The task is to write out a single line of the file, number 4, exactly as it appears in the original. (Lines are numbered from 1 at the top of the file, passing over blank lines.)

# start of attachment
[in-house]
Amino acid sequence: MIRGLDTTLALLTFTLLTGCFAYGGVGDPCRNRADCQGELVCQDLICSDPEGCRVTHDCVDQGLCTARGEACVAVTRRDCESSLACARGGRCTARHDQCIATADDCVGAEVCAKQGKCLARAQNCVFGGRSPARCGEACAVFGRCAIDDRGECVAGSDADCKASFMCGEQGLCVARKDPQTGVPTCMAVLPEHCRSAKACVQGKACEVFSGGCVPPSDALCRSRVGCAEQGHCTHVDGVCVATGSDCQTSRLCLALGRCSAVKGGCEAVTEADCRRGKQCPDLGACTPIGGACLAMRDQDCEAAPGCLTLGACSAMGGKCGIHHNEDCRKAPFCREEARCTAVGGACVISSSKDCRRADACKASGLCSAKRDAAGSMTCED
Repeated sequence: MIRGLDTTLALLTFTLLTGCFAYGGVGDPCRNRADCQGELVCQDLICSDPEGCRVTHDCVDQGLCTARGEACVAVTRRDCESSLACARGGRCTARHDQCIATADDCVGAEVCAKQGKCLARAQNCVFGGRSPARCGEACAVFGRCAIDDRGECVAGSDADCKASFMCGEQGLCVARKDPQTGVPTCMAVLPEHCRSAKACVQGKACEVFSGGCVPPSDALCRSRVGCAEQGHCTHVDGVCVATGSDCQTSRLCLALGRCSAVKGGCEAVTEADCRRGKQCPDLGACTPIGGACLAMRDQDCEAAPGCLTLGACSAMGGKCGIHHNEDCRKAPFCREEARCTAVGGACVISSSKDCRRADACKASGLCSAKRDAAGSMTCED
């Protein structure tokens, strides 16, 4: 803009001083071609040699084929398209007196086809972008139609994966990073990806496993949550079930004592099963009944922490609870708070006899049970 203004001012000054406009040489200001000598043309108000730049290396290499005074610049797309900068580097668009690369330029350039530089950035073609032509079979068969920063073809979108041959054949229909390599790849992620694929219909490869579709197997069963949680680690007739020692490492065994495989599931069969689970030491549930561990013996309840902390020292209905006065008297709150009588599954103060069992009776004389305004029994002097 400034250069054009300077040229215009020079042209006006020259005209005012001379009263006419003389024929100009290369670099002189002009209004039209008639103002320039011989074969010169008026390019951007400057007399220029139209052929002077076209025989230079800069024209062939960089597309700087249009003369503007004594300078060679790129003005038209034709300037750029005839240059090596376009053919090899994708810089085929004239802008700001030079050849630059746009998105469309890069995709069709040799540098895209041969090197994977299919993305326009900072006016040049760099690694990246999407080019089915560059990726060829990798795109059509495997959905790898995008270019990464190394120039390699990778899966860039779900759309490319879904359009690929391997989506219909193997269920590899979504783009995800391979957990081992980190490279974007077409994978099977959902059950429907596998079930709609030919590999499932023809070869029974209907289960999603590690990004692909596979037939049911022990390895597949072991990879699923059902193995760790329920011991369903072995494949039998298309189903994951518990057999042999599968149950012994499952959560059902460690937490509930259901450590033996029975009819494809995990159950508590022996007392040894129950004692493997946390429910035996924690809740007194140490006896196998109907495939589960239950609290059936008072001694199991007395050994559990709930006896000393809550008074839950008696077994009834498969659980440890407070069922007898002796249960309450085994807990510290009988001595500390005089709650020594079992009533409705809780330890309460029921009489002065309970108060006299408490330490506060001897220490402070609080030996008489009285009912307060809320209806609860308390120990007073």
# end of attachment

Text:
């Protein structure tokens, strides 16, 4: 803009001083071609040699084929398209007196086809972008139609994966990073990806496993949550079930004592099963009944922490609870708070006899049970 203004001012000054406009040489200001000598043309108000730049290396290499005074610049797309900068580097668009690369330029350039530089950035073609032509079979068969920063073809979108041959054949229909390599790849992620694929219909490869579709197997069963949680680690007739020692490492065994495989599931069969689970030491549930561990013996309840902390020292209905006065008297709150009588599954103060069992009776004389305004029994002097 400034250069054009300077040229215009020079042209006006020259005209005012001379009263006419003389024929100009290369670099002189002009209004039209008639103002320039011989074969010169008026390019951007400057007399220029139209052929002077076209025989230079800069024209062939960089597309700087249009003369503007004594300078060679790129003005038209034709300037750029005839240059090596376009053919090899994708810089085929004239802008700001030079050849630059746009998105469309890069995709069709040799540098895209041969090197994977299919993305326009900072006016040049760099690694990246999407080019089915560059990726060829990798795109059509495997959905790898995008270019990464190394120039390699990778899966860039779900759309490319879904359009690929391997989506219909193997269920590899979504783009995800391979957990081992980190490279974007077409994978099977959902059950429907596998079930709609030919590999499932023809070869029974209907289960999603590690990004692909596979037939049911022990390895597949072991990879699923059902193995760790329920011991369903072995494949039998298309189903994951518990057999042999599968149950012994499952959560059902460690937490509930259901450590033996029975009819494809995990159950508590022996007392040894129950004692493997946390429910035996924690809740007194140490006896196998109907495939589960239950609290059936008072001694199991007395050994559990709930006896000393809550008074839950008696077994009834498969659980440890407070069922007898002796249960309450085994807990510290009988001595500390005089709650020594079992009533409705809780330890309460029921009489002065309970108060006299408490330490506060001897220490402070609080030996008489009285009912307060809320209806609860308390120990007073």